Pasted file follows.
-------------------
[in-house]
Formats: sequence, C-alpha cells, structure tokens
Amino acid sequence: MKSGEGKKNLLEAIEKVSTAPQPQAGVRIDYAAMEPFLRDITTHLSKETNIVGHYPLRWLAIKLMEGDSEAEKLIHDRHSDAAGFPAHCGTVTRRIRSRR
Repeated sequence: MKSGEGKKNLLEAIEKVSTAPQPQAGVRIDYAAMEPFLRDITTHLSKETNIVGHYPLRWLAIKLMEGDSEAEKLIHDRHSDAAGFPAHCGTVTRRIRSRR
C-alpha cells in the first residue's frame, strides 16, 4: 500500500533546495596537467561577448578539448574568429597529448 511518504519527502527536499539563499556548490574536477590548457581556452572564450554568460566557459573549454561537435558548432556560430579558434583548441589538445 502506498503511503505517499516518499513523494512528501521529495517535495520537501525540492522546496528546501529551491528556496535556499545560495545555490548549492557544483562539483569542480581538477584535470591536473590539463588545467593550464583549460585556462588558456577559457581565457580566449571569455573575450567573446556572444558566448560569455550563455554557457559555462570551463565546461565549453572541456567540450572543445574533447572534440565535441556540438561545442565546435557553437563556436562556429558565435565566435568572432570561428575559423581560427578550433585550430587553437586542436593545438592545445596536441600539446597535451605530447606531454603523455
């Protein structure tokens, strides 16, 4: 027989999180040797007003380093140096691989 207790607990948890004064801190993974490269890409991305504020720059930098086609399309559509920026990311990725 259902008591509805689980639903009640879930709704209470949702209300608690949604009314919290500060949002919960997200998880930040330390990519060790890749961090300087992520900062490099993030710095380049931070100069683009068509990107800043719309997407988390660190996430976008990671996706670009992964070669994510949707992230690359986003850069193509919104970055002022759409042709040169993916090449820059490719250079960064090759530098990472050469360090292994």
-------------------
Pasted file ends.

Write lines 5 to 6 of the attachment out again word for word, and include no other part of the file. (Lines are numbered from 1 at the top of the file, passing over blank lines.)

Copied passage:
C-alpha cells in the first residue's frame, strides 16, 4: 500500500533546495596537467561577448578539448574568429597529448 511518504519527502527536499539563499556548490574536477590548457581556452572564450554568460566557459573549454561537435558548432556560430579558434583548441589538445 502506498503511503505517499516518499513523494512528501521529495517535495520537501525540492522546496528546501529551491528556496535556499545560495545555490548549492557544483562539483569542480581538477584535470591536473590539463588545467593550464583549460585556462588558456577559457581565457580566449571569455573575450567573446556572444558566448560569455550563455554557457559555462570551463565546461565549453572541456567540450572543445574533447572534440565535441556540438561545442565546435557553437563556436562556429558565435565566435568572432570561428575559423581560427578550433585550430587553437586542436593545438592545445596536441600539446597535451605530447606531454603523455
């Protein structure tokens, strides 16, 4: 027989999180040797007003380093140096691989 207790607990948890004064801190993974490269890409991305504020720059930098086609399309559509920026990311990725 259902008591509805689980639903009640879930709704209470949702209300608690949604009314919290500060949002919960997200998880930040330390990519060790890749961090300087992520900062490099993030710095380049931070100069683009068509990107800043719309997407988390660190996430976008990671996706670009992964070669994510949707992230690359986003850069193509919104970055002022759409042709040169993916090449820059490719250079960064090759530098990472050469360090292994």